Potomac Institutes New Mental Health Day Pilot Program

Non-essential Work Will Not Need To Be Made Up

Jessica Raman, Co-Editor in Chief

During an Upper School Meeting on March 31, senior peer group leaders Noah Yanowitch and Jack Butler introduced Potomac’s new Mental Health Day pilot program, an opportunity for students to take a day off from school to support their mental health. The program results from a collaborative process involving teachers, students, and administrators.

As Jack explained about improving mental health, “reducing stigma is a very important part of this process.” When, as a community, we are more open to talking about mental health, he believes it will be easier for us to support our own wellbeing.

When a student wishes to take a Mental Health Day, they must fill out the “Mental Health Day” Google form, which is linked in “Next Week in the Upper School.” Sometime that day, the student will hear from a member of Potomac’s counseling team, either Mrs. Woods or Mr. Singleton.

The main purpose of this conversation, Mrs. Woods said, is to “make sure the student feels supported and that they have resources available to them.” Other than this conversation, the student may spend the day in any activity they feel would benefit their mental health. As an example, Noah and Jack cited going for a walk.

Any “non essential” work students miss during a Mental Health day will be waived. While the final guidelines have not been set, Upper School Director of Curriculum and Academics Mrs. Tory Virchow said that “essential work is work that needs to be done to move on to the next stage of learning in the class.” When a student takes a Mental Health Day, they are still responsible for making up most assignments. Mrs. Virchow added that “a graded assignment is an essential assignment” and major projects due on the day a student takes a Mental Health Day will be pushed one day. Mrs. Virchow emphasized communication between students and teachers to ensure that students understand what is expected of them during a Mental Health Day.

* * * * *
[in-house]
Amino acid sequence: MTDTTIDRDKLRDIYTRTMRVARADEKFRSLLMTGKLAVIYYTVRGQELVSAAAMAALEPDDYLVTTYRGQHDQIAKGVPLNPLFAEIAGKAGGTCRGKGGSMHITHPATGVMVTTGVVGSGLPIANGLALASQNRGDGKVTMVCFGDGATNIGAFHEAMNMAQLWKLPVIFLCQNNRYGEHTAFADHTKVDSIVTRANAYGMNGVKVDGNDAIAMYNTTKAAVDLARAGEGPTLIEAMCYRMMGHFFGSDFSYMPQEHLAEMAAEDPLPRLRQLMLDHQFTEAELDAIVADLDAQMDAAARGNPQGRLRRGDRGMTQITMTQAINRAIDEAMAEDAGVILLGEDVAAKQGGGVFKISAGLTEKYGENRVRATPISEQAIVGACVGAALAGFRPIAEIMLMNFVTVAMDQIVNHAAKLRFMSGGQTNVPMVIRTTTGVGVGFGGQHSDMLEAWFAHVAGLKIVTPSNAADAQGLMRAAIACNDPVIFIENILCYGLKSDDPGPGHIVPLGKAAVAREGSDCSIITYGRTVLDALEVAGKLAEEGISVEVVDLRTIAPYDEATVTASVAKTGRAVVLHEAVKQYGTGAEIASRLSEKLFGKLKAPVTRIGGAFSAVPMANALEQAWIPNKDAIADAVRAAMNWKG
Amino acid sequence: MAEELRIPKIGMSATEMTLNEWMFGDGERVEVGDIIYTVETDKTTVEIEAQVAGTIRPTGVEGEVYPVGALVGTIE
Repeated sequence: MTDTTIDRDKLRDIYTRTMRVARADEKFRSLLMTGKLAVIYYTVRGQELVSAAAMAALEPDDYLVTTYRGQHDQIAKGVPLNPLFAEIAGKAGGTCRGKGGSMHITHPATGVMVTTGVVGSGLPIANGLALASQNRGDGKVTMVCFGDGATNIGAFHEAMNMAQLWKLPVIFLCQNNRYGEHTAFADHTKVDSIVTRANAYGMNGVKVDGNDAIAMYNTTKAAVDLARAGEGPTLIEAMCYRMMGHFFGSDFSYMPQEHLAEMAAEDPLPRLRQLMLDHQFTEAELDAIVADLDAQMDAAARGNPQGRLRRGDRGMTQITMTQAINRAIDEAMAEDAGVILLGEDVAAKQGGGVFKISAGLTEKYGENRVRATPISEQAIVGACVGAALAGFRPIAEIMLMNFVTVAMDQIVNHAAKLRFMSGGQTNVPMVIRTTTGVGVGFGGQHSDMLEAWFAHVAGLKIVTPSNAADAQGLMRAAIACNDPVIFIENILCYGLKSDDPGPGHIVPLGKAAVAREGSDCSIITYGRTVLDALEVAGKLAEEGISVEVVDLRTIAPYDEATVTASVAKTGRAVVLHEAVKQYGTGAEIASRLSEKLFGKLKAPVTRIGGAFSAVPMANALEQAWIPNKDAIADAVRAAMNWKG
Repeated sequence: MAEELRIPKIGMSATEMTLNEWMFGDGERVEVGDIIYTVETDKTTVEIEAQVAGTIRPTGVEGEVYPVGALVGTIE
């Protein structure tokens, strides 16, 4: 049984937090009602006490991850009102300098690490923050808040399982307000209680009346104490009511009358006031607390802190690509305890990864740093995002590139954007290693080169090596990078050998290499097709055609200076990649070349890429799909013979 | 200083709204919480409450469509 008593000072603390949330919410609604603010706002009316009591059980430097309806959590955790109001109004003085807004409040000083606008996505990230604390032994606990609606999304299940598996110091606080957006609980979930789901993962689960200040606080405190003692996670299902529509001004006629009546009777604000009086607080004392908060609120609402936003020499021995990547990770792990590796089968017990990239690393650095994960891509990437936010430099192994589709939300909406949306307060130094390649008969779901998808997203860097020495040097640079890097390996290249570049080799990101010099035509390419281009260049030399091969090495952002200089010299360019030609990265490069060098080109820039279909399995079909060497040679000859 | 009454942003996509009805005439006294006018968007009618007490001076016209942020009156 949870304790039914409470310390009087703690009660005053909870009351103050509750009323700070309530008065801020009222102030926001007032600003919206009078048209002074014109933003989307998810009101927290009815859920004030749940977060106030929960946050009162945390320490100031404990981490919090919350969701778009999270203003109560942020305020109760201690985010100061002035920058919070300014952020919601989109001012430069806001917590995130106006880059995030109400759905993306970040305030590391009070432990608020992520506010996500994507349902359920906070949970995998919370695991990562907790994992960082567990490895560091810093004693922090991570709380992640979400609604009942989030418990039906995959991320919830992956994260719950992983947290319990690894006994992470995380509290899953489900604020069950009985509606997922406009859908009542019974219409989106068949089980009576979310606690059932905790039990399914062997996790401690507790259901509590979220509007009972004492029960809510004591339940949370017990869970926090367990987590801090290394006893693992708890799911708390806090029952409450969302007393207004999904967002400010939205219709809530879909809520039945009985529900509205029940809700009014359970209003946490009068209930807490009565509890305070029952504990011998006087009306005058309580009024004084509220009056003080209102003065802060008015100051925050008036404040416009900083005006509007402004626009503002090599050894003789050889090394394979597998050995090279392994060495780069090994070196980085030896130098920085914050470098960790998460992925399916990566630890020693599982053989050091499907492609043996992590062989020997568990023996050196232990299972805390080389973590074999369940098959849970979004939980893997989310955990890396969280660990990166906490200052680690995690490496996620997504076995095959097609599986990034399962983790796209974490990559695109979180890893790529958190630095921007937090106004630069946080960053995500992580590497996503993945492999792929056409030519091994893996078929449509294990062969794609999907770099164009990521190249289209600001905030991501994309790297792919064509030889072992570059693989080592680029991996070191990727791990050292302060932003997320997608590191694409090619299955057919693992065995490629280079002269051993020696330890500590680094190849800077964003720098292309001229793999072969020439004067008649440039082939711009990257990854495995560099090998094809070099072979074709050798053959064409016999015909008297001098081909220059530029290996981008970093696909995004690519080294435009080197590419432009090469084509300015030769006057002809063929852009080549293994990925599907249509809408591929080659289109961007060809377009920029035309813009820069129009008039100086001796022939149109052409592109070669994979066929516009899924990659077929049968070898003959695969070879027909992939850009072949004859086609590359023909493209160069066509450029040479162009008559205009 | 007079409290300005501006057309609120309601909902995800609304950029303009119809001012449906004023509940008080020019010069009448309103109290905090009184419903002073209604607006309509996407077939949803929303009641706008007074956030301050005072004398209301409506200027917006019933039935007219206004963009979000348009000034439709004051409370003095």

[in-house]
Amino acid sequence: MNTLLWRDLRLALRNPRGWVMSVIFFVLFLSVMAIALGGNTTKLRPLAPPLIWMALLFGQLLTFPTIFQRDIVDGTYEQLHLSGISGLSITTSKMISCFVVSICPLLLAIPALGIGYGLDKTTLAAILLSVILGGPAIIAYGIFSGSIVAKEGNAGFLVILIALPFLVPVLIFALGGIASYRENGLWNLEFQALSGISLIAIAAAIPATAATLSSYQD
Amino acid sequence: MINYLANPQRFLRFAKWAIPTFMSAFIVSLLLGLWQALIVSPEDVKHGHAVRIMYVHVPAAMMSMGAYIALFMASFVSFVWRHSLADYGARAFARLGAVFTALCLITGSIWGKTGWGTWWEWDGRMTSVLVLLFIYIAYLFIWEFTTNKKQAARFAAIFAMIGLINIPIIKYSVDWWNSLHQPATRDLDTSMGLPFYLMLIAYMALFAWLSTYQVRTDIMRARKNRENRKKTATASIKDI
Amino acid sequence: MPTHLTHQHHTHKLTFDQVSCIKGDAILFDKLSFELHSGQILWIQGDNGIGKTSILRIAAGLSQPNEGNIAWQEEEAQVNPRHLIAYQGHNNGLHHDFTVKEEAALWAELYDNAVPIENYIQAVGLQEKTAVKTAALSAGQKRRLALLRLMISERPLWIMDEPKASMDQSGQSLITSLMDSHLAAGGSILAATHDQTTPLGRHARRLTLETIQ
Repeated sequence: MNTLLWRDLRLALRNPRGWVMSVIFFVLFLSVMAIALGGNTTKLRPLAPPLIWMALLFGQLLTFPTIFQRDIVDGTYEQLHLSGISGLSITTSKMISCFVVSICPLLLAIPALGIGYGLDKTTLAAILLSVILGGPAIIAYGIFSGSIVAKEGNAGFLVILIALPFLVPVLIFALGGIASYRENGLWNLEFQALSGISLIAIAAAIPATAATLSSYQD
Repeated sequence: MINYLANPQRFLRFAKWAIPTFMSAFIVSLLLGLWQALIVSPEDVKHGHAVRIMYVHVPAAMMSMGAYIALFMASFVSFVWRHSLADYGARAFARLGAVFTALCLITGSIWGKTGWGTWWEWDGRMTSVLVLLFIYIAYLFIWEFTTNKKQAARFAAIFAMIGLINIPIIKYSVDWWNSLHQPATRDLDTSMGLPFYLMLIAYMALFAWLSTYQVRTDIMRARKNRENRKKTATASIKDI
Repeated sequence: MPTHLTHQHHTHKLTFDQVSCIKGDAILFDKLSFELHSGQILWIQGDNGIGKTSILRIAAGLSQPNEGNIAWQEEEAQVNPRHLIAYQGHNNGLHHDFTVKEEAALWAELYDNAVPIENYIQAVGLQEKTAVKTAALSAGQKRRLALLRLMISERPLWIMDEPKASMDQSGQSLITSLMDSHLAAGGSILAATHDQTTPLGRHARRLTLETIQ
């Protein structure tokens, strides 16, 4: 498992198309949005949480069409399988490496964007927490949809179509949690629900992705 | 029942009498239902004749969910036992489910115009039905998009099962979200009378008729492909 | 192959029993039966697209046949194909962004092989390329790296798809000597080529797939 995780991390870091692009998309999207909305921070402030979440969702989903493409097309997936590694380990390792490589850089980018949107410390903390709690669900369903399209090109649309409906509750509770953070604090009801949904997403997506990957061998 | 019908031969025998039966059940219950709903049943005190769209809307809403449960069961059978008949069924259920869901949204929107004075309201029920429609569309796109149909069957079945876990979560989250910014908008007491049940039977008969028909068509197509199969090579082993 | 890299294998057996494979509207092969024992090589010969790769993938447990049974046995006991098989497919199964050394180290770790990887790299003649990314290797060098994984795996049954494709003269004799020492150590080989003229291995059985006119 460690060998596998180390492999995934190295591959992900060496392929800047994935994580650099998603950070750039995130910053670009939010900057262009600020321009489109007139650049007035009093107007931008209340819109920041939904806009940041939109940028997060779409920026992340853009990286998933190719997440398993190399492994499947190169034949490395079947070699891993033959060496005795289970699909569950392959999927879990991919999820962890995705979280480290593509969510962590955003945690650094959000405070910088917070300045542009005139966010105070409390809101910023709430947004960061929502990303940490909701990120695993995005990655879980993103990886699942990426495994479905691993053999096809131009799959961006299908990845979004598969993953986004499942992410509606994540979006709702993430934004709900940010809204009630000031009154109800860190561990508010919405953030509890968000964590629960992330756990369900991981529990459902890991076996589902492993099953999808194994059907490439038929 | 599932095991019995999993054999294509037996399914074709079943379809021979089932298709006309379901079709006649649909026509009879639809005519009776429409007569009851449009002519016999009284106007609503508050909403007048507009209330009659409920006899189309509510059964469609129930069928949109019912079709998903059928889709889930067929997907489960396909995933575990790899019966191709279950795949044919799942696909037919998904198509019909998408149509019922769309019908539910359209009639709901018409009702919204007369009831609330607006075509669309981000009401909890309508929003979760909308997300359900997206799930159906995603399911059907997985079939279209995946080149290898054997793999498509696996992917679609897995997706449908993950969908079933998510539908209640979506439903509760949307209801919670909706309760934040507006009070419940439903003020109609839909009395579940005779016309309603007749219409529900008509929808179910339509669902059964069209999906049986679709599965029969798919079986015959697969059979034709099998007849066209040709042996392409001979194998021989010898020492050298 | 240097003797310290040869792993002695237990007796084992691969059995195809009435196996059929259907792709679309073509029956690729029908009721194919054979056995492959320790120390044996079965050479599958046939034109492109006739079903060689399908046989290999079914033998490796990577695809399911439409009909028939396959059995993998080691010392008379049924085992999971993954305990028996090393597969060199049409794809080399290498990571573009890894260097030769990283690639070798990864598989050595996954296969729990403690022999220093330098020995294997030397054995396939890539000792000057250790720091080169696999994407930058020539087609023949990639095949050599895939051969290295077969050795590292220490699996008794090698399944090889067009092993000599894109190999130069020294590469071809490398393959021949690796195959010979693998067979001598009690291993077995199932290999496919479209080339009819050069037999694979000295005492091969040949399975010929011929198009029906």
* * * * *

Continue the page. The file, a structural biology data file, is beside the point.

There is no limit to the number of Mental Health Days a student may take, but as Jack said, “our genuine hope is that students don’t misuse it, because that definitely damages the integrity of the program”. It’s important that students feel as though they can always take a Mental Health Day, and as Jack added, “we wanted it to feel like when you’re taking one, you’re not expending something”. Overall, beyond working to increase awareness around mental health at Potomac, Jack hopes that this initiative will “inspire other students to find initiatives that they see at Potomac that need to be righted, and go for it”.